FCC Chairman Ajit Pai has circulated draft rules that would permit unlicensed devices to operate in the 6 GHz band, making 1.2 GHz spectrum available for unlicensed use. Pai’s proposal will be voted on at the FCC’s open meeting on April 23.
If approved, the proposal would allow unlicensed devices to share the spectrum with incumbent licensed services, following rules to protect the licensed services. Two power levels for unlicensed users would be authorized: standard power in 850 MHz of the 6 GHz band and indoor low-power operation over the full 1.2 GHz. An automated frequency coordination system would prevent standard power access points from operating where they could cause interference to incumbent services.
A separate Notice of Proposed Rulemaking (NPRM) proposes to allow very low-power devices to operate across the 6 GHz band for high data rate applications, including wearable, augmented reality and virtual reality devices. This NPRM will seek comments on making a contiguous 1.2 GHz block of spectrum available for the development of new, innovative, high speed, short-range devices, with appropriate guidelines to avoid interfering with existing services.
“From Wi-Fi routers to home appliances, Americans’ everyday use of devices that connect to the internet over unlicensed spectrum has exploded. That trend will only continue. Cisco projects that nearly 60 percent of global mobile data traffic will be off-loaded to Wi-Fi by 2022. To accommodate that increase in Wi-Fi demand, the FCC is aiming to increase the supply of Wi-Fi spectrum with our boldest initiative yet: making the entire 6 GHz band available for unlicensed use. By doing this, we would effectively increase the amount of spectrum available for Wi-Fi almost by a factor of five. This would be a huge benefit to consumers and innovators across the nation. It would be another step toward increasing the capacity of our country’s networks and it would help advance even further our leadership in next generation wireless technologies, including 5G.” — Ajit Pai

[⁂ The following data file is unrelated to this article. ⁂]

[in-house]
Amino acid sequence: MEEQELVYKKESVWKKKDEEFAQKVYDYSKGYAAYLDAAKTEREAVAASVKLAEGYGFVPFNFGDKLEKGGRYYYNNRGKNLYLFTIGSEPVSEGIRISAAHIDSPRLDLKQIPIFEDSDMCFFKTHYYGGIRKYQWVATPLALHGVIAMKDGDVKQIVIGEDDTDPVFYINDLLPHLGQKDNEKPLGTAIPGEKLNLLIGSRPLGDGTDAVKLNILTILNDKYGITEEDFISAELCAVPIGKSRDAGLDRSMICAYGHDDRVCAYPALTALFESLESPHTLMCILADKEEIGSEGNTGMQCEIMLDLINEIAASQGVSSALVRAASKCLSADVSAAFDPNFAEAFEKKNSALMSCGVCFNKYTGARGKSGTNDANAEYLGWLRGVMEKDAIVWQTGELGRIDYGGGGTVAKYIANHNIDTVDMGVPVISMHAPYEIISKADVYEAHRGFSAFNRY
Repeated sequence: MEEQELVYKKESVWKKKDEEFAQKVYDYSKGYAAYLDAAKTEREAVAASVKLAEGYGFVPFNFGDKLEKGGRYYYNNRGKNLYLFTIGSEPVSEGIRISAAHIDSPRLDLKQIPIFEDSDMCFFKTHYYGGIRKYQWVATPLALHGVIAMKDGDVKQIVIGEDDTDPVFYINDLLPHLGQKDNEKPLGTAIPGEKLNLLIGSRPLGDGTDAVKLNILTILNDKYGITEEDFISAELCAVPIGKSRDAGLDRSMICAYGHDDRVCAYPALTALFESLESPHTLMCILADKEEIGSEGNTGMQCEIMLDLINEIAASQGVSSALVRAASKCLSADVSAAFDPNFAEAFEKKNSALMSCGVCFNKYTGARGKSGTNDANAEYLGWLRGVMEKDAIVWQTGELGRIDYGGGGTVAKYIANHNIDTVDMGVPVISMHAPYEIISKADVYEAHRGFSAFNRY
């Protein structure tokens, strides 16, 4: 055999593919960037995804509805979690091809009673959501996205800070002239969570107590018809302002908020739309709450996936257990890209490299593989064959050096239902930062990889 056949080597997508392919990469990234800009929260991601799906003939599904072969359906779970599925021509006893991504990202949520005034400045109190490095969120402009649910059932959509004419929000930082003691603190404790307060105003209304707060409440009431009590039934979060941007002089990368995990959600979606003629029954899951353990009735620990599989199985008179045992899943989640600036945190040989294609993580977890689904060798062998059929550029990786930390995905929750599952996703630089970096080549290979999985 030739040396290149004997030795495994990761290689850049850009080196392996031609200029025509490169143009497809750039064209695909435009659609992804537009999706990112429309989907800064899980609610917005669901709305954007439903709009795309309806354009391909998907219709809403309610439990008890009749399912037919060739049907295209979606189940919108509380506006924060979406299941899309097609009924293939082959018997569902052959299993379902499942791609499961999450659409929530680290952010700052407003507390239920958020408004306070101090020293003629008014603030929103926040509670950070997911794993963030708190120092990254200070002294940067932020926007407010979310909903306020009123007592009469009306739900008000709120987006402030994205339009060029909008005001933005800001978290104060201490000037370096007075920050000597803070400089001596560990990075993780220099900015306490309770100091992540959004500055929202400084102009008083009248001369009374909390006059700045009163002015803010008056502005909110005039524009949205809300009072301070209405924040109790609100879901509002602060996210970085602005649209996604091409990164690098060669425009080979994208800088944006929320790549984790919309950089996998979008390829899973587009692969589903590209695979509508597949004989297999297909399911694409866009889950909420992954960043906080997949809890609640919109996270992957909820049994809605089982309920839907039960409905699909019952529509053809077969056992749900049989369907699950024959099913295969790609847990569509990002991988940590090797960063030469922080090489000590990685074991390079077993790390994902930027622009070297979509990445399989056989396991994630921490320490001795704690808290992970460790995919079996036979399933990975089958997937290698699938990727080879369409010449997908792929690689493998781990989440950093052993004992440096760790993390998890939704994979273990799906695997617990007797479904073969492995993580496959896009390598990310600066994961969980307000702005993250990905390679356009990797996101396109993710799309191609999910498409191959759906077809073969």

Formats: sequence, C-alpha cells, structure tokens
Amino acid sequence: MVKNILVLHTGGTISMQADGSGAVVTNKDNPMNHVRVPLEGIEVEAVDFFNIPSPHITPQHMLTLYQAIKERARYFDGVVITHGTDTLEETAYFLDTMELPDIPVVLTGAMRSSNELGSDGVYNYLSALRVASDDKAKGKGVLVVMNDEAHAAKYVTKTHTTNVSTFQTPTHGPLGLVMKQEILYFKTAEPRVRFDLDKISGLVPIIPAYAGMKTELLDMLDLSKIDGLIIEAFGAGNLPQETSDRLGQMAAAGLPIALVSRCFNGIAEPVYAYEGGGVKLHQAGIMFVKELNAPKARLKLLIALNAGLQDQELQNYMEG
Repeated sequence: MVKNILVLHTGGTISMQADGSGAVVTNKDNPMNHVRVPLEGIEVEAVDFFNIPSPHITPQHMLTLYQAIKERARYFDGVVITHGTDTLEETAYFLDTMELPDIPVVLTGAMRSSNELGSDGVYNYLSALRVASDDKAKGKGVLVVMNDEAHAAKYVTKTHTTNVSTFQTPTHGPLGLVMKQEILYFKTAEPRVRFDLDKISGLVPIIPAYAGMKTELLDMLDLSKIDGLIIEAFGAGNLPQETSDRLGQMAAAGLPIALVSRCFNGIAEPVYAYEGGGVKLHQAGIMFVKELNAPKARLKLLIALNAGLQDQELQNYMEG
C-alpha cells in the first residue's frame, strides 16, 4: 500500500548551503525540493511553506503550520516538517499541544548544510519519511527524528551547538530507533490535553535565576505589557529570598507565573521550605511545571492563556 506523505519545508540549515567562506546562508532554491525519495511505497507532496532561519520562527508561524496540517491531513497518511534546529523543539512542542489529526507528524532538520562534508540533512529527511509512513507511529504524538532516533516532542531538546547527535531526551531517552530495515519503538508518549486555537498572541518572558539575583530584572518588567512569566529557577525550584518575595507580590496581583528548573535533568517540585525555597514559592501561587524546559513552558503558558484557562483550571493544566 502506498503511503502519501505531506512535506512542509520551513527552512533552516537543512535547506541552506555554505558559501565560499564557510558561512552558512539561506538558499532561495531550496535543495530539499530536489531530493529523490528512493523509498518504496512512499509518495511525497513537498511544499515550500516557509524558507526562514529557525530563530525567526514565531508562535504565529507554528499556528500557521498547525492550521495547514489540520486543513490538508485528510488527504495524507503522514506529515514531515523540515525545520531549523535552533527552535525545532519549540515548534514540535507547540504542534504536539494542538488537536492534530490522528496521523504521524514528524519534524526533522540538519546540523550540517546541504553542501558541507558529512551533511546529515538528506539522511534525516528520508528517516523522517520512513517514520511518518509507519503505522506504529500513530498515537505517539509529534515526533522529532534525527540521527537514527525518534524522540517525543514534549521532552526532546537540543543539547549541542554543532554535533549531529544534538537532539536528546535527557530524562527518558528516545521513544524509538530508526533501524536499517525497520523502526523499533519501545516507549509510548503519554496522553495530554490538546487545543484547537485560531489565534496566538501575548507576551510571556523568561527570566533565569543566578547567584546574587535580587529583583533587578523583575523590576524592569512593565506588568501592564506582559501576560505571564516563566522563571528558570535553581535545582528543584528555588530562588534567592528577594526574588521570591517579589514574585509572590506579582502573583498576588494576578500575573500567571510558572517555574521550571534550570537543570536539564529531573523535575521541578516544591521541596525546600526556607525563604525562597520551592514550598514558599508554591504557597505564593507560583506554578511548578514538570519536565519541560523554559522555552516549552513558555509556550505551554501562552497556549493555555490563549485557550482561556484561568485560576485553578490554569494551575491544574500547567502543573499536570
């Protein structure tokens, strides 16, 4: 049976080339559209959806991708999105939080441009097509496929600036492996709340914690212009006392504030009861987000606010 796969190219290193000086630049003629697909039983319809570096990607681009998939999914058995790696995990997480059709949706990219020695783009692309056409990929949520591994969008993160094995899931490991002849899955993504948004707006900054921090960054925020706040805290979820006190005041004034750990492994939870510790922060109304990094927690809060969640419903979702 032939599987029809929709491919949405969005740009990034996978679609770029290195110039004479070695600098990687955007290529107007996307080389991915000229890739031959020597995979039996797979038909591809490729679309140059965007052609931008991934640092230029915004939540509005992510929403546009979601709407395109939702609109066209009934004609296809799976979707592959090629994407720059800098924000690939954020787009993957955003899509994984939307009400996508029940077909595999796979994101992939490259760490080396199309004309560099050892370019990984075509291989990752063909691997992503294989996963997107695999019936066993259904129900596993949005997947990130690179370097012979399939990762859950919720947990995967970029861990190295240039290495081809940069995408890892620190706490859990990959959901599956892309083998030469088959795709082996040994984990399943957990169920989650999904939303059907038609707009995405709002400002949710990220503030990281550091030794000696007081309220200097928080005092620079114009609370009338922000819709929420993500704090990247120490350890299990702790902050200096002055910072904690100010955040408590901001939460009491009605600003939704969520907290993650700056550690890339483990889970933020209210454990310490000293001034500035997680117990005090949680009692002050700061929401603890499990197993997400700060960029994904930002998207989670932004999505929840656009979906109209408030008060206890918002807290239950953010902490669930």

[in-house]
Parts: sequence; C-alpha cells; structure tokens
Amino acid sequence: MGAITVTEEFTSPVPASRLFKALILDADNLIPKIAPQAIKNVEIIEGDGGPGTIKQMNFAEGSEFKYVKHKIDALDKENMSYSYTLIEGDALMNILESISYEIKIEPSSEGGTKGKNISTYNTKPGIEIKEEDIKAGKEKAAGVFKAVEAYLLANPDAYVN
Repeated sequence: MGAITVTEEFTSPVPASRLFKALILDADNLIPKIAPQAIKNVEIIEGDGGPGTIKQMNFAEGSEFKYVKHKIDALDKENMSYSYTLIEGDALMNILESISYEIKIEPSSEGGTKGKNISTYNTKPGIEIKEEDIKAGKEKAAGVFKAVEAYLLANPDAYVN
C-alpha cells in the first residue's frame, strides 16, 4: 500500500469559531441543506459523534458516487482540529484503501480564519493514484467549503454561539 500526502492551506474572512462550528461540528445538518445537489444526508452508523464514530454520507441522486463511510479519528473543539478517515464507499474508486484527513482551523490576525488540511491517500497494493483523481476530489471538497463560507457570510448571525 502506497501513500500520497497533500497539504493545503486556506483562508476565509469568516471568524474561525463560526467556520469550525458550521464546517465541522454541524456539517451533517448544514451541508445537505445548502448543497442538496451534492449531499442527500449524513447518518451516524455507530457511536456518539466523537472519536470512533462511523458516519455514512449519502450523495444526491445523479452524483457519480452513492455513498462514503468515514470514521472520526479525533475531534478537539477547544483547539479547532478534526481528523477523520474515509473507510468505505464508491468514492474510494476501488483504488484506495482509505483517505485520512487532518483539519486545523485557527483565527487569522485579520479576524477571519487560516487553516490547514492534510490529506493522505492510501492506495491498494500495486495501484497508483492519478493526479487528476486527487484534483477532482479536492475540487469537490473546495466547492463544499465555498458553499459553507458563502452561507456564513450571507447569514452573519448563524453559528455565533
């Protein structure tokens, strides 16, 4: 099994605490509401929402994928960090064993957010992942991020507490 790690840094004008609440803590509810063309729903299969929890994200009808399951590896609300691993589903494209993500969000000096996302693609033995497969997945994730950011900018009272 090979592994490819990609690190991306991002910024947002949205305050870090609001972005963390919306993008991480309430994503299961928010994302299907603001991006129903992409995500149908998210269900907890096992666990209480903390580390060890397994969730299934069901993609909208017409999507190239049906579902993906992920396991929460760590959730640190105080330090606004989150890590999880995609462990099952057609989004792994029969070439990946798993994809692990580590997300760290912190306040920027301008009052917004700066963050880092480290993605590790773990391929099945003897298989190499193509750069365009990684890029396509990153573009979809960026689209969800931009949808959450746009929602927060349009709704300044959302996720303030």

Qualcomm’s CEO, Steve Mollenkopf, endorsed the proposal.
“Qualcomm fully supports the FCC’s plan to allocate the 6 GHz band for advanced unlicensed operations,” he said in a statement. He said the additional bandwidth would enhance applications such as telemedicine, remote learning and working, fully immersive augmented and virtual reality and the IoT.